After checking out the pyramids and Egyptology museum of Cairo, I walked through the amazing markets. I remember the colorful, conical piles of spices, the pita breads piled high on carts, the silks and tapestries in classic arabic prints and colors. I remember the smoke from cigarettes and mopeds.
Buddha from Thailand,
scarf from Cambodia
and a little Indian basmati rice.
I remember merchants trying to sell me rugs and clothes and sunglasses and post cards. Merely making the slightest eye contact was enough to be trapped into a haggle for the price of a teapot or finger chimes, whether I’d expressed any real interest or not. Eventually I decided (read: I was worn down) I ought to bring something back for family and friends. Nearly every souvenir stall had decorative camels in sizes from three inches to three feet tall. The ridiculous looking camels seemed to have rigor mortis; their legs stuck out, rod straight, from the body. Their faces were penned on with various expressions made by the hasty hand of a souvenir maker and they had little felt saddles with sparkles glued on them and tassels hanging from thin ribbon around their muzzles. They looked all the more silly lined up in rows from tiny to tall at nearly every stand. Rows of them were pushed out nearly to the aisles so that tourists would almost trip over the little ones which, in turn, launched merchants after them calling “you want camel? Large or small? I have larger here! Maybe a pillow? You want pillow?”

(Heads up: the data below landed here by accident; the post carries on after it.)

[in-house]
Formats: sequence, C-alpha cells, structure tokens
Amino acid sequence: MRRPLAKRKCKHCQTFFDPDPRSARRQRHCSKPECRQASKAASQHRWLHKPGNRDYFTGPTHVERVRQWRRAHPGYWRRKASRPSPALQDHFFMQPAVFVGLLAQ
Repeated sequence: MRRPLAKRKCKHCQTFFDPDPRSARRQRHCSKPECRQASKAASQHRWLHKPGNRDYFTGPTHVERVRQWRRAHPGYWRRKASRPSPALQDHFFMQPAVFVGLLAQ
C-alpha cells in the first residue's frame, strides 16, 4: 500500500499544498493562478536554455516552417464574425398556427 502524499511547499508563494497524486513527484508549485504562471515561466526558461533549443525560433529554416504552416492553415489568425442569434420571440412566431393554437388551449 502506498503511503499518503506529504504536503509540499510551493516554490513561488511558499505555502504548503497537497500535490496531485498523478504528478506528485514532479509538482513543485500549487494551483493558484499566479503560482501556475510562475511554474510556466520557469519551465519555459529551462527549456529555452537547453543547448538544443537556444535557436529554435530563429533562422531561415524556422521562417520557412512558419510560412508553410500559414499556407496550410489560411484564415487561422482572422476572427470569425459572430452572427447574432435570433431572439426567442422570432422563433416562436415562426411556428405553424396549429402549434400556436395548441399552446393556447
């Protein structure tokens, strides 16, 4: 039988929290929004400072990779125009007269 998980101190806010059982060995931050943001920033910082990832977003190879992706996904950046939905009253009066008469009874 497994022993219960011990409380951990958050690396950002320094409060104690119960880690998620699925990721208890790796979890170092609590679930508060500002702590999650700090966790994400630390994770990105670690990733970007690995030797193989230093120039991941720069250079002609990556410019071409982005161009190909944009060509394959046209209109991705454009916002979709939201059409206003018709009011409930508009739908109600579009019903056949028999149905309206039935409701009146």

After a long haggle of my own, I concluded that the even the not-so-tiny ones would be nice enough (alright, cheap enough) to give to friends back home. Not so small that they would think they weren’t valued friends, but not so large that they’d have to display them in a prominent place and have other people wonder when they travelled to Cairo and why they didn’t get a nice gift too. I bought a dozen of them.
I distributed them to my appreciative friends, although, I didn’t bother to keep one for myself. After all, I’d just seen about 10,000 of them. Honestly, I thought they we’re kinda cheesy, but everyone said that they were very cute so I figured I’d done a nice job!
Indeed, most of my friends displayed them on shelves in their homes with other knick-knacks and I would see them from time to time for years. That’s when it dawned on me. Why didn’t I have one of these damn camels? They’re cool. Years after I had been to Cairo and I’d never seen any of these except the ones I bought for my friends. But did I have one of my own to remind me of my trip? Did I have much of anything from that journey?
I went to Cairo and I didn’t even get myself this dumb t-shirt.
It’s easy to see the cheap junk offered during travels as just, well, junk. What do I need another shot glass for? Since then, I’ve learned my lesson. It turns out that when you bring home that crummy camel, or little metal model of the Eiffel Tower, it actually ends up looking pretty cool on your shelf next to the same scale model of Prambanan temple in Indonesia. At home, where they don’t have silver letter openers from Malta in every gift store, your cheap souvenir takes on a more treasured quality.
Once more, if you can collect enough kitschy souvenirs it actually starts to look pretty interesting, like you’ve been to a lot of exciting places…or at least that’s what I keep telling people when they see how my house is “decorated.” That’s not kitsch, I tell them, that’s a treasure from a foreign land.